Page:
(Washington, D.C., Dec. 20, 2018)— Benjamin Nägele, B’nai B’rith’s director for European Union (EU) affairs, joined CEO Daniel S. Mariaschin for a discussion on anti-Semitism in Europe and how B’nai B’rith is working with EU-affiliated institutions and member states to combat it.
Nägele and Mariaschin discussed B’nai B’rith’s European advocacy on behalf of our members and the Jewish community at large. Within EU institutions, B’nai B’rith works with the European Parliament as an advisory board member of the Anti-Semitism Working Group; with the European Commission in conjunction with the Fundamental Rights Unit; and with the European Council, which prioritized tackling anti-Semitism as one of its main objectives this year. The council’s presidency rotates among member states, and this year’s Austrian Presidency used its six-month term to hold a conference focused on anti-Semitism and anti-Zionism. Influenced by the EU’s renewed focus on anti-Semitism, a number of European countries have adopted the International Holocaust Remembrance Alliance (IHRA)’s working definition of anti-Semitism.
The podcast also delved into the results of a recent disturbing survey on anti-Semitism in Europe conducted by the European Union Agency for Fundamental Rights (FRA), which showed that 85 percent of European Jews believed anti-Semitism was the largest social or political problem in their country. To Nägele, the most striking statistics from the survey were the revelations that 38 percent of European Jews had considered emigrating in the next decade and 79 percent of those who had experienced anti-Semitic harassment in the past five years said they did not report the most serious anti-Semitic incidents to police, because they thought doing so would be futile.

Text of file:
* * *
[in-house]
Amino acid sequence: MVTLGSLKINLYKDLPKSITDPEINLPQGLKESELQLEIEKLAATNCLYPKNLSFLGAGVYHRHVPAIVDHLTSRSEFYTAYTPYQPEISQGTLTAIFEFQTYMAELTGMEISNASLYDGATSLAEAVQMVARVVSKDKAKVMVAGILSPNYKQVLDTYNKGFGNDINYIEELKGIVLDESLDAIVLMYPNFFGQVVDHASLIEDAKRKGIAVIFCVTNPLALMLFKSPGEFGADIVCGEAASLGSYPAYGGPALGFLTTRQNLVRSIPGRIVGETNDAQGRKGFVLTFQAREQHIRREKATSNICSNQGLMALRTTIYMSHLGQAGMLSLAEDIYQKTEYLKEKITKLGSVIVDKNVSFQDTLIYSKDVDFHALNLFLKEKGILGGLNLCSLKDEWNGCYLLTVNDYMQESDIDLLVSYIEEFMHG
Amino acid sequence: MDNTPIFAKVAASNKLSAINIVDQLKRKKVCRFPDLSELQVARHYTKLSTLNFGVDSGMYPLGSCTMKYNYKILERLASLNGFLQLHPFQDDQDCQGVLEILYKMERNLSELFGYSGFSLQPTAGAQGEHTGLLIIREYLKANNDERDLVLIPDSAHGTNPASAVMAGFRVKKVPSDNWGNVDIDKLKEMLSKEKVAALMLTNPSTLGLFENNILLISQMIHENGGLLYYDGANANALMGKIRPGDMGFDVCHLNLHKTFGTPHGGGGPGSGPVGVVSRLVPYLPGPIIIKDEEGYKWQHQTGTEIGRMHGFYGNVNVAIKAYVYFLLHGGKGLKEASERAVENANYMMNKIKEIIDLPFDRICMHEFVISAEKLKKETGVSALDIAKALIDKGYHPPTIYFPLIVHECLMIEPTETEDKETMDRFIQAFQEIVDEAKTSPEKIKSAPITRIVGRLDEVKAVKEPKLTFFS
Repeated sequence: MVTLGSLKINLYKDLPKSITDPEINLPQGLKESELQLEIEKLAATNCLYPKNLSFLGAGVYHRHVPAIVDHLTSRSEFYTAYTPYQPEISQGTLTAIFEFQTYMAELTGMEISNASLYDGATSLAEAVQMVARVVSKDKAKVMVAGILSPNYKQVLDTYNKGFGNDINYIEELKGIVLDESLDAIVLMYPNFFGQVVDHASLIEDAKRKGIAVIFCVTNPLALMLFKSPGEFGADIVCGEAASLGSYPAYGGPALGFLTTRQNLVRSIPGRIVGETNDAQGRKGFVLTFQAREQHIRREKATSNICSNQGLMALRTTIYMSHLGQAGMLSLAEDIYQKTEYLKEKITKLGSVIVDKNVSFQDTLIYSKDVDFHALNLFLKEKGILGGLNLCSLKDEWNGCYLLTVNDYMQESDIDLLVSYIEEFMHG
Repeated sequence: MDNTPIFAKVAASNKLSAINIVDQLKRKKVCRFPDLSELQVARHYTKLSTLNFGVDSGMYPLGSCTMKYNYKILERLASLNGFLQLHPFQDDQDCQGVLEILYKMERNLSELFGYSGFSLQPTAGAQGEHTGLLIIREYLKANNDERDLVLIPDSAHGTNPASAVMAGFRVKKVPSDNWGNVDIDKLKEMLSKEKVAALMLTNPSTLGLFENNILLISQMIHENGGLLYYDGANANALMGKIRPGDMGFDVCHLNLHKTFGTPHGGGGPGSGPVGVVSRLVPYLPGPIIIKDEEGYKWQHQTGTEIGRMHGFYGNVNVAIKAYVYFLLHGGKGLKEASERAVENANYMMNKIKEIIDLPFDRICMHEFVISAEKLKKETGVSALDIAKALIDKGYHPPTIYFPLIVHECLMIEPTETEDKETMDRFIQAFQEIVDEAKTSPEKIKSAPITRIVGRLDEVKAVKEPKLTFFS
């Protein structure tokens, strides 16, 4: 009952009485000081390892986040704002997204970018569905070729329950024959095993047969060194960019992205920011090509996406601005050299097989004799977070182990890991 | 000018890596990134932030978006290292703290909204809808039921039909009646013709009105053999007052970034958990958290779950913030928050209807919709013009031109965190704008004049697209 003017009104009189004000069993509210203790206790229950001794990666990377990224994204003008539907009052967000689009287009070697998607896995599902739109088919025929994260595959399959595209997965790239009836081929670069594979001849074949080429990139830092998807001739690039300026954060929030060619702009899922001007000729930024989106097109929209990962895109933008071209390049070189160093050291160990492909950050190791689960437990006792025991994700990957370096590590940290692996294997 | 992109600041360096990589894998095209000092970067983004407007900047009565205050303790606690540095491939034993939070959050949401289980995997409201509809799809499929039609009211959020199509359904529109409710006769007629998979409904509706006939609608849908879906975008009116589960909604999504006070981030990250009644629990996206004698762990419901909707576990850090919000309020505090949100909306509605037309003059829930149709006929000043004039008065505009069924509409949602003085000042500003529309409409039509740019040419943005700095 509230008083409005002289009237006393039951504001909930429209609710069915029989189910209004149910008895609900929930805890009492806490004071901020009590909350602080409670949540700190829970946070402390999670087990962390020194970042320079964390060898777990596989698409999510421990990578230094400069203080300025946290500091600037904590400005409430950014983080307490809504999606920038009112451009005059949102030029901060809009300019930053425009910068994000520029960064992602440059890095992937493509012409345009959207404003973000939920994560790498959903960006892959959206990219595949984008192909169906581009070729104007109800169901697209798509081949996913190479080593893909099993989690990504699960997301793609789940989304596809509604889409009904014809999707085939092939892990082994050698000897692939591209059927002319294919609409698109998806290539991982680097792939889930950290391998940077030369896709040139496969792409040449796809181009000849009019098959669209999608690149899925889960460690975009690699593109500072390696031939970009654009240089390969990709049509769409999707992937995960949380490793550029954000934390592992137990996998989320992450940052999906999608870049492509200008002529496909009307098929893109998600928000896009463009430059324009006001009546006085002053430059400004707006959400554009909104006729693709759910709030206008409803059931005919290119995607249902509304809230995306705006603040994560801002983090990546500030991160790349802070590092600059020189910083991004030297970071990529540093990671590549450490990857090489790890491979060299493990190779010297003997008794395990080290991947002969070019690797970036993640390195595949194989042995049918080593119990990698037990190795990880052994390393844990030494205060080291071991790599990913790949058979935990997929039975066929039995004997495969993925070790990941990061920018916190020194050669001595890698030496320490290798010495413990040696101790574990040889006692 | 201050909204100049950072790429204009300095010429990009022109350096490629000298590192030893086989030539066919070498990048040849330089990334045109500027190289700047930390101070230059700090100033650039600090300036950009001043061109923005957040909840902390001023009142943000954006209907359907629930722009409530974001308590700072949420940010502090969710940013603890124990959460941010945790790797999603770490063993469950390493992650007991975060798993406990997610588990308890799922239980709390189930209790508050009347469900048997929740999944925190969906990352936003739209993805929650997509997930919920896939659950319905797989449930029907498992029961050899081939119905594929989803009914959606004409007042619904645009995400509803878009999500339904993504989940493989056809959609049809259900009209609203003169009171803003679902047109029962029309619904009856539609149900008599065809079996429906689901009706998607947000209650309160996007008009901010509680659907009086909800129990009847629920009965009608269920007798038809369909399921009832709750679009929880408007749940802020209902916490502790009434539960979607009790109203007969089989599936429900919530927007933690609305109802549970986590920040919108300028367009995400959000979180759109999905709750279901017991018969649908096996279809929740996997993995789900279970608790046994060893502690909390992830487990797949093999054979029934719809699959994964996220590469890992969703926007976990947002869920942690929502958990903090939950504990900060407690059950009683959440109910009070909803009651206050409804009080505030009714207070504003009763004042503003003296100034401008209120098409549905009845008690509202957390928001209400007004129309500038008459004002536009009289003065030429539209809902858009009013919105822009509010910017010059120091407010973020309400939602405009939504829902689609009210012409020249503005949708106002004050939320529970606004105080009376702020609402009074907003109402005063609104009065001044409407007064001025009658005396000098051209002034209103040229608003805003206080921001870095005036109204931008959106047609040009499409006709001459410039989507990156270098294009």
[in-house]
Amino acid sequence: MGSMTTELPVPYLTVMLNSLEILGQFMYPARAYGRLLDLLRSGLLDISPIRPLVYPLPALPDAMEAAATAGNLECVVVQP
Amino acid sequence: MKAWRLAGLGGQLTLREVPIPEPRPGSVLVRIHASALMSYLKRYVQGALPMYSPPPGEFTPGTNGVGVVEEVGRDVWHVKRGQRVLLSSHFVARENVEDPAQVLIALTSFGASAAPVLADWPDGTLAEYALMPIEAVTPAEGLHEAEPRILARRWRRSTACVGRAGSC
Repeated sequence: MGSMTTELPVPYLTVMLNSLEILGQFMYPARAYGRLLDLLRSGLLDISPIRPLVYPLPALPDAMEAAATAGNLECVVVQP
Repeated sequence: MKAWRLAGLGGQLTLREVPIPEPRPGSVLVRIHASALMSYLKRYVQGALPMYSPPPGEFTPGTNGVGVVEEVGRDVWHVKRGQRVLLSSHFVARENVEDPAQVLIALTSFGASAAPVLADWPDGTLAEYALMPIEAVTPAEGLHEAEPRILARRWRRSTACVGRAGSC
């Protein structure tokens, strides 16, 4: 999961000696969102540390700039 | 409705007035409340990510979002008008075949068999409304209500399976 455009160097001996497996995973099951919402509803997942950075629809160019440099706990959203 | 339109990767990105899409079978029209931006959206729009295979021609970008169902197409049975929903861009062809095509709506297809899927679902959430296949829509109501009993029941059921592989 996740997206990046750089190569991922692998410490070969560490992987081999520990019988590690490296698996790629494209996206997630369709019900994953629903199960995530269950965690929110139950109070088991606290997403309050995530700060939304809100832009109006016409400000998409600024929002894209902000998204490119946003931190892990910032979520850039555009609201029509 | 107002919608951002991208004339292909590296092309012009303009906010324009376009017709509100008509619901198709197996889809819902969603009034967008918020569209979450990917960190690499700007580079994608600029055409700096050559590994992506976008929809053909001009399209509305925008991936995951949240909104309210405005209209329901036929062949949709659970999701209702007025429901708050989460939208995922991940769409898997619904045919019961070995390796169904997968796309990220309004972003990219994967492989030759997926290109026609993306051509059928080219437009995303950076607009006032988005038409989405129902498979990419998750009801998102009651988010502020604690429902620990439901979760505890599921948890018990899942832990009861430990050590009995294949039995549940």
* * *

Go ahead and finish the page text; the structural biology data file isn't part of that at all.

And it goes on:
He emphasized that while European Jews understand the prevalence of anti-Semitism in Europe, non-Jews may not be aware of its full extent: “Anti-Semitism can be vandalism. It can be insults. It can be harassment at the workplace, and so on, and it not only affects the direct victim, but it also affects the communities at large. And people simply don’t perceive it as a problem because Jewish populations across European member states are such a small percentage of society. A lot of the time, they’re not even one percent of the overall population, but at the same time, they attract, depending on the European country, up to 40 percent of all hate crimes committed. That’s a crazy proportion of focus on one specific minority.”
To listen to the full discussion on our podcast, click here.
B’nai B’rith International has advocated for global Jewry and championed the cause of human rights since 1843. B’nai B’rith is recognized as a vital voice in promoting Jewish unity and continuity, a staunch defender of the State of Israel, a tireless advocate on behalf of senior citizens and a leader in disaster relief. With a presence around the world, we are the Global Voice of the Jewish Community. Visit www.bnaibrith.org